From Jeff Solochek in Gradebook:
The Florida Education Association is contending that the state Board of Education hasn’t created appropriate rules to do the lawmakers’ will.
“We believe they’ve written it in such a way that no one really can figure out how to comply,” Tony Demma, the FEA’s lawyer, told the Gradebook.
The State Board rule, adopted in March, doesn’t define such key criteria as “primary factor” for setting merit pay, Demma said. It also includes items that were not part of the law imposing the evaluations, he said, and it places a great deal of discretion in the hands of bureaucrats when it comes to deciding whether teachers and districts are complying.
To seek relief, the FEA has filed a complaint with the state Division of Administrative Hearings, which can determine whether the rules have been adopted properly. There’s a hearing scheduled for May 30-31.
Demma explained that the union could have taken the issue to court, as it has with last year’s pension law.
“That would take time, though,” he said. “This is all happening now.”
He noted that districts are currently trying to put new evaluations in place, and many are struggling because of a lack of appropriate and clear guidance from the state. A DOAH hearing officer can act more quickly than the courts.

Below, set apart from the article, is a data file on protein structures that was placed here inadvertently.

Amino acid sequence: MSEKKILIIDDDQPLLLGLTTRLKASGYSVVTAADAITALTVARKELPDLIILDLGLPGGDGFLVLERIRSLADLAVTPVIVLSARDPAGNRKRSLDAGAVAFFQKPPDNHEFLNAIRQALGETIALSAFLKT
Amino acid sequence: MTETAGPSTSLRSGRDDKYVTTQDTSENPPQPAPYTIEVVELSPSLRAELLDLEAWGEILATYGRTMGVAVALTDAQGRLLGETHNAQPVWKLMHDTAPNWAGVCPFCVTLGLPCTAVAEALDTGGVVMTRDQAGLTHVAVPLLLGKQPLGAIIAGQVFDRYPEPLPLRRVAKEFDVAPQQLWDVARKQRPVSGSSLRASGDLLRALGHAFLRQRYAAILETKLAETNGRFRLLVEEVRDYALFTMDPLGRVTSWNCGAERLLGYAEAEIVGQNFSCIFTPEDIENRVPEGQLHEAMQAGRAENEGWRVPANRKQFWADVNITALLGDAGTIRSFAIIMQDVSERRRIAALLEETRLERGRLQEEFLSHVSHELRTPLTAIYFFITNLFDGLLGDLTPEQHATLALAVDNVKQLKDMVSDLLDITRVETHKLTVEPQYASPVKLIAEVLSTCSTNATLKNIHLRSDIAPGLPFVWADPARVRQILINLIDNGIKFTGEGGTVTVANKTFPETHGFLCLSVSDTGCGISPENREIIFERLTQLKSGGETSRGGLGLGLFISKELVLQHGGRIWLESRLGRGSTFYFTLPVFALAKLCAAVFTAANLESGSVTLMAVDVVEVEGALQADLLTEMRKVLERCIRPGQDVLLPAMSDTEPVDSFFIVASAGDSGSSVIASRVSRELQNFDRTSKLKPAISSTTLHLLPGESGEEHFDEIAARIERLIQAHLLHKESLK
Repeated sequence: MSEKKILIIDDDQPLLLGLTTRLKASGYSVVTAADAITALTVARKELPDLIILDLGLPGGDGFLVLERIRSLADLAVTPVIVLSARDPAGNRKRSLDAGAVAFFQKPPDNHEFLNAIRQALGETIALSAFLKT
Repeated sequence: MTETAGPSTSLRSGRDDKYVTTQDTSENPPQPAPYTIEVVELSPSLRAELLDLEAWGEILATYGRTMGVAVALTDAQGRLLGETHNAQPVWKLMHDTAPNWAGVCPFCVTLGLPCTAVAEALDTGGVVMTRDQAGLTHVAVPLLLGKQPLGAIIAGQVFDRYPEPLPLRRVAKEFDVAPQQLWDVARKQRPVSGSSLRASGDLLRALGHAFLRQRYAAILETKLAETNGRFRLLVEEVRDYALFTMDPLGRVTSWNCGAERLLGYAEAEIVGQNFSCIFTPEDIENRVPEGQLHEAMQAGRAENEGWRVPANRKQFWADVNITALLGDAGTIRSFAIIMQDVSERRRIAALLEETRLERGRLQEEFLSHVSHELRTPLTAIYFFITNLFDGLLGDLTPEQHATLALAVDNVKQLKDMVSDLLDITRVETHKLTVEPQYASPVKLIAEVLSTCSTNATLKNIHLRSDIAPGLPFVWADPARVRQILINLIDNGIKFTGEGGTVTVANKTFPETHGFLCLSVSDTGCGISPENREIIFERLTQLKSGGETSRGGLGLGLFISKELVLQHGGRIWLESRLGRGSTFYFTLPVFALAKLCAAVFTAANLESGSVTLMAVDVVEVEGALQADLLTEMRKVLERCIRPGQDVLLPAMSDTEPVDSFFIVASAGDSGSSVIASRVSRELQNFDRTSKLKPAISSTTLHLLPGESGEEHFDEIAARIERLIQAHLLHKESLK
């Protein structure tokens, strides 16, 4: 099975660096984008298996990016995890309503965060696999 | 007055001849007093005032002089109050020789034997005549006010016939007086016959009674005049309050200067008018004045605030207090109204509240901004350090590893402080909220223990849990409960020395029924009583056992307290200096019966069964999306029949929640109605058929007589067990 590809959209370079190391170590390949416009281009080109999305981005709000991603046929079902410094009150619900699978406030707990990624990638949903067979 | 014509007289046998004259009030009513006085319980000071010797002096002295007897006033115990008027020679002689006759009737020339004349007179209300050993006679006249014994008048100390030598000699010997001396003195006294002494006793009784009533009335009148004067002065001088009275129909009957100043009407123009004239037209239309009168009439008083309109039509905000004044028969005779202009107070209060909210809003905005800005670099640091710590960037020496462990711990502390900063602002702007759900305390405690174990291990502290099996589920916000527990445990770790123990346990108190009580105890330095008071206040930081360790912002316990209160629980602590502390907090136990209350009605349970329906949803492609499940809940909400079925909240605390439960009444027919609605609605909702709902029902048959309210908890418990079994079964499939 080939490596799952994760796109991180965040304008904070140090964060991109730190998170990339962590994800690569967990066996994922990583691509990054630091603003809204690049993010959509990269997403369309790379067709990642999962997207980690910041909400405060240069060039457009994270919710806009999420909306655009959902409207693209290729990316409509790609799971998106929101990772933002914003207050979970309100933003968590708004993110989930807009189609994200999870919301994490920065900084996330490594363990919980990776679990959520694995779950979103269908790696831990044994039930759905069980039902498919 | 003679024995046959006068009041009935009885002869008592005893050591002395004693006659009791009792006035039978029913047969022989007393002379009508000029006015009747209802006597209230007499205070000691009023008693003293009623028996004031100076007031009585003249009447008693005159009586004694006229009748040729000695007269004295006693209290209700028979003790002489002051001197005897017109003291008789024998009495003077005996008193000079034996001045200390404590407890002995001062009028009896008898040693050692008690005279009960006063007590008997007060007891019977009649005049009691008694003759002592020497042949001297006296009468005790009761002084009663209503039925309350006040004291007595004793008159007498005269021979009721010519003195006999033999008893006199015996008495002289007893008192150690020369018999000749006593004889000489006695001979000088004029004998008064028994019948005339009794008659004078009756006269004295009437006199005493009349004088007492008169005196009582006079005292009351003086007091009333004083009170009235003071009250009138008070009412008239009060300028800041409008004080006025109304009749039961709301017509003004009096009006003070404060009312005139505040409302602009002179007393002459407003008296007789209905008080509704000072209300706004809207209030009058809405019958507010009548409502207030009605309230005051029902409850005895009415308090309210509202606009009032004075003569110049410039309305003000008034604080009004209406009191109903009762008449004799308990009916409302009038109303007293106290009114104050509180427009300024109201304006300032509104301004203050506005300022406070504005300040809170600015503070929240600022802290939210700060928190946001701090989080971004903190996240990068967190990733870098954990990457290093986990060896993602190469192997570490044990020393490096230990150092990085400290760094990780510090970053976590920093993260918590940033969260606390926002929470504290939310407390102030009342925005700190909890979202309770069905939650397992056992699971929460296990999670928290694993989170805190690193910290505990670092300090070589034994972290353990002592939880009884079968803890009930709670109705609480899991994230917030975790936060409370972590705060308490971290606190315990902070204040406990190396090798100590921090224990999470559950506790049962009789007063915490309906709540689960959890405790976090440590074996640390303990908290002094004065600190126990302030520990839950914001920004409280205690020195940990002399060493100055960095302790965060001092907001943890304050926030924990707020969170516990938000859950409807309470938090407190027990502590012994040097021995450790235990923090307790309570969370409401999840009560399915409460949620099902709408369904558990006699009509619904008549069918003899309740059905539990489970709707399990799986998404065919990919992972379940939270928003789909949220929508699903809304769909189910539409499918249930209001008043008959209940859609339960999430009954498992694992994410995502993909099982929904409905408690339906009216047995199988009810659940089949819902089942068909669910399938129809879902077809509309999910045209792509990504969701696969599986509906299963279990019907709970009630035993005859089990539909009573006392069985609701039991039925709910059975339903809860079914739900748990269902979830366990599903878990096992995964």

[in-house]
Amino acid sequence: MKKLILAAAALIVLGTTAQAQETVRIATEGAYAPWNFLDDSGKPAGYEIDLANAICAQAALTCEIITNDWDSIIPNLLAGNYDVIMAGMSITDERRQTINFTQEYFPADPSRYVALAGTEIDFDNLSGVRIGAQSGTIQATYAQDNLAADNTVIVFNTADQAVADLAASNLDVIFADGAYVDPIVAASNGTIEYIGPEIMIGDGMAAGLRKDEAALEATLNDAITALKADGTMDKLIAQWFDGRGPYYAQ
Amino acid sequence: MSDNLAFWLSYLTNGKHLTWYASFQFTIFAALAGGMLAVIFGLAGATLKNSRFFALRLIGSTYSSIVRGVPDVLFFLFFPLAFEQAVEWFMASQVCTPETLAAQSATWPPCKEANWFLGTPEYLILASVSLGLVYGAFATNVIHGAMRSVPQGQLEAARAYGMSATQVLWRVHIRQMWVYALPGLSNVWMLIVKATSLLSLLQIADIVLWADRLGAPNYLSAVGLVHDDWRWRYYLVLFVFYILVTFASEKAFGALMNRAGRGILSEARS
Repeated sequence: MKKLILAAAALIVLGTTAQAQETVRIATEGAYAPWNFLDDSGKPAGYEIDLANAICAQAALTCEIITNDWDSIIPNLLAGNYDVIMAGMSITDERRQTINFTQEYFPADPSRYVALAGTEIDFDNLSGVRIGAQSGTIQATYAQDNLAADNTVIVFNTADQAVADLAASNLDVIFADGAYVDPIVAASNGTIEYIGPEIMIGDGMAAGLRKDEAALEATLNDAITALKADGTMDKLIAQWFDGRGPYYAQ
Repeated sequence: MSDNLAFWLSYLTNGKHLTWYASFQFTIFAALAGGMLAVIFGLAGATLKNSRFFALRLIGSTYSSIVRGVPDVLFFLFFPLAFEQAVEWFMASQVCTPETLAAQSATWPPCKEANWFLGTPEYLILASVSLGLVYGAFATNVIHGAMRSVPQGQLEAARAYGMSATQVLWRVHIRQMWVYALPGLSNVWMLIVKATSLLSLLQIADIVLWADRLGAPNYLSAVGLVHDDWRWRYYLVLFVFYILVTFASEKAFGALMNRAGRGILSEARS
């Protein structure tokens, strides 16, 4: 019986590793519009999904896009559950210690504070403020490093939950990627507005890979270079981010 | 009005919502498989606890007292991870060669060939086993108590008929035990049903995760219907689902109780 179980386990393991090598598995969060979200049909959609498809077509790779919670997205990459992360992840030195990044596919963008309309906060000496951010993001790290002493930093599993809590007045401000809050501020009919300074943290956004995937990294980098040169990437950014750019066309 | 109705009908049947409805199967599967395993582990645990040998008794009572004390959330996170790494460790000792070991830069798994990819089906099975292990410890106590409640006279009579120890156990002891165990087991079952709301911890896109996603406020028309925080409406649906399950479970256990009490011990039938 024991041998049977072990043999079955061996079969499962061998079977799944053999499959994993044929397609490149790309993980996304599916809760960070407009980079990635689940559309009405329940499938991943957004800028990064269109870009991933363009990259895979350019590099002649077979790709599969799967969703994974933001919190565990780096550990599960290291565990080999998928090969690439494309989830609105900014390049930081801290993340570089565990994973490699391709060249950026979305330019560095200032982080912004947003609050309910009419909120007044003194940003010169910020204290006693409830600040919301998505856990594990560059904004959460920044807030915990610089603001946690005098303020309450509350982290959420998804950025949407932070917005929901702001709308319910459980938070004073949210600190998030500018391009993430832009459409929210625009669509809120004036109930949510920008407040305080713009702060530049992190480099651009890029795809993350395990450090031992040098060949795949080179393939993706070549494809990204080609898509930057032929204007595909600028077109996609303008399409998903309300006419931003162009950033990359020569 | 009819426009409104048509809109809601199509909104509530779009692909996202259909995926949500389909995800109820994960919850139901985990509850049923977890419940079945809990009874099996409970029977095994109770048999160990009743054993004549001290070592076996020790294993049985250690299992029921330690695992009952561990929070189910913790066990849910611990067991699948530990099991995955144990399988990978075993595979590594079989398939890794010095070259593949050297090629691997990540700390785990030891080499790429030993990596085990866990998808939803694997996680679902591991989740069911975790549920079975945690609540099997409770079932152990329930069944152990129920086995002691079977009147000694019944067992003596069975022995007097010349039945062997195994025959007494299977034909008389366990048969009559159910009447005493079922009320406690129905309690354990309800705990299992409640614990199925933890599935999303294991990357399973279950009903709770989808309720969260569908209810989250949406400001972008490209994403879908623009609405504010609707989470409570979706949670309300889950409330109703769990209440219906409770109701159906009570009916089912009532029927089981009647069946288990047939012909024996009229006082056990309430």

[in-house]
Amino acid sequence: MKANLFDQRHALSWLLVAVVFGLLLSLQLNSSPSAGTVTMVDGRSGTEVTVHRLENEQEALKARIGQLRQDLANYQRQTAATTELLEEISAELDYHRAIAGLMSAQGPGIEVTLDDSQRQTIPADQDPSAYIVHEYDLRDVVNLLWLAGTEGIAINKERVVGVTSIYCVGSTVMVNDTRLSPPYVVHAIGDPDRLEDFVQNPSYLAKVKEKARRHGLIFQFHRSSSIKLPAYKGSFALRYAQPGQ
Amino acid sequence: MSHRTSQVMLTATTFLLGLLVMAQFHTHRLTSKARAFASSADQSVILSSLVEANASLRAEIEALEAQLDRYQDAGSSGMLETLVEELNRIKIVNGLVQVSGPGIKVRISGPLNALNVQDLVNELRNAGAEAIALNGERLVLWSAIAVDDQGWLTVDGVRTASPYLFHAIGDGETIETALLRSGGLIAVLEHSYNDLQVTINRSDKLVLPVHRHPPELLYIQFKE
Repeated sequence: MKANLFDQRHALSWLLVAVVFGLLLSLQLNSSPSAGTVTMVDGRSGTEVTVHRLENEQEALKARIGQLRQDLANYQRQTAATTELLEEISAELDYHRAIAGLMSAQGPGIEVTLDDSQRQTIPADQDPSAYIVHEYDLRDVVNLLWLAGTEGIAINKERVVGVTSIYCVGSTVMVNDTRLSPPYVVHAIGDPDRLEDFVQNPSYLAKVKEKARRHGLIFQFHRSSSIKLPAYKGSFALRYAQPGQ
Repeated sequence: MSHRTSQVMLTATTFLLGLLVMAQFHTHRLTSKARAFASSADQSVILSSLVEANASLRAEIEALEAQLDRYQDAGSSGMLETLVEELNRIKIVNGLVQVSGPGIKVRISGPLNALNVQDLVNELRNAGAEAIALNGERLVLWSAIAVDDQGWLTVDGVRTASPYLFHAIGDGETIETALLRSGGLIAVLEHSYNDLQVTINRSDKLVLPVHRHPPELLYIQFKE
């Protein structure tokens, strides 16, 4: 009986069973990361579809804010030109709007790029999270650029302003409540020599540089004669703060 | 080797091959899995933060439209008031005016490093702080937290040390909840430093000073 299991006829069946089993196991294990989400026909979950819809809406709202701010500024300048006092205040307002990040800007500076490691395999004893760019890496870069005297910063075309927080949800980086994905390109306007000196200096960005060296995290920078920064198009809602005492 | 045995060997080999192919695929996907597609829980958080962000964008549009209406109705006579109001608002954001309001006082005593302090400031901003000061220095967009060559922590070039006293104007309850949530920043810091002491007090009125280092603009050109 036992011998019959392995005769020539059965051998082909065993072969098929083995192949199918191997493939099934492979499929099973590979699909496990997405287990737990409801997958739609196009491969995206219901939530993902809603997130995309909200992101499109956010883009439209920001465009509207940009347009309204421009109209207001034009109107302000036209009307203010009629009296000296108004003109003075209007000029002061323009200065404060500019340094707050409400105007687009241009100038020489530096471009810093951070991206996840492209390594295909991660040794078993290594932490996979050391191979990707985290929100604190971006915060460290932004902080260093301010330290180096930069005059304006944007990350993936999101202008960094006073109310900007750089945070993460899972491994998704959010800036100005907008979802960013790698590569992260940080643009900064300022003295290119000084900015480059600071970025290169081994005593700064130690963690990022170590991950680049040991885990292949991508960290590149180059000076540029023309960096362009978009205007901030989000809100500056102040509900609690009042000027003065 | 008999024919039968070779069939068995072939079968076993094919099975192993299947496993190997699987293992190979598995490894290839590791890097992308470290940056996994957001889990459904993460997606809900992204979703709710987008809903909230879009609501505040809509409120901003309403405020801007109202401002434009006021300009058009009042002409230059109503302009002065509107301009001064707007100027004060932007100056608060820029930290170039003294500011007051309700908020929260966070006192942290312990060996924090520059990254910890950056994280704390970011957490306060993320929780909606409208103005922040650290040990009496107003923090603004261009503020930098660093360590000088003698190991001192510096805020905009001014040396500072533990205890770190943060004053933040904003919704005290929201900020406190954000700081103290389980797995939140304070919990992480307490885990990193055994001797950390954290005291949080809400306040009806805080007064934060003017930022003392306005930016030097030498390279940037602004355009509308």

If either side doesn’t like the results, it could still take the issue before a judge. The State Board already pulled its rule on value-added models for evaluations after the FEA filed a similar complaint. Keep your eyes on this one to see where it lands.
SB 736 was driven through by legislators without the benefit of skepticism. Unfortunately for Floridians, the SB736 train left the station last year and is up to full speed. Districts are still moving forward with evaluations based on value-added models. Like Michelle Rhee’s DC IMPACT system, half of a teacher’s evaluation comes from classroom observations and the other half comes from standardized test data. Also like Rhee’s system, there are two types of teachers in the same building: One which will be judged on end-of-course exams, the other will be judged on school grades.
And its test season now. School calendars are completely blocked out with one test or another. IT and web design teachers have lost their classrooms for the rest of the school year to accommodate online tests. Small wonder a nation-wide grassroots effort is underway to opt-out of standardized tests. These brave parents have realized that the brand of education reform driven by Rhee and Jeb Bush is grounded in the idea that tests are the solution.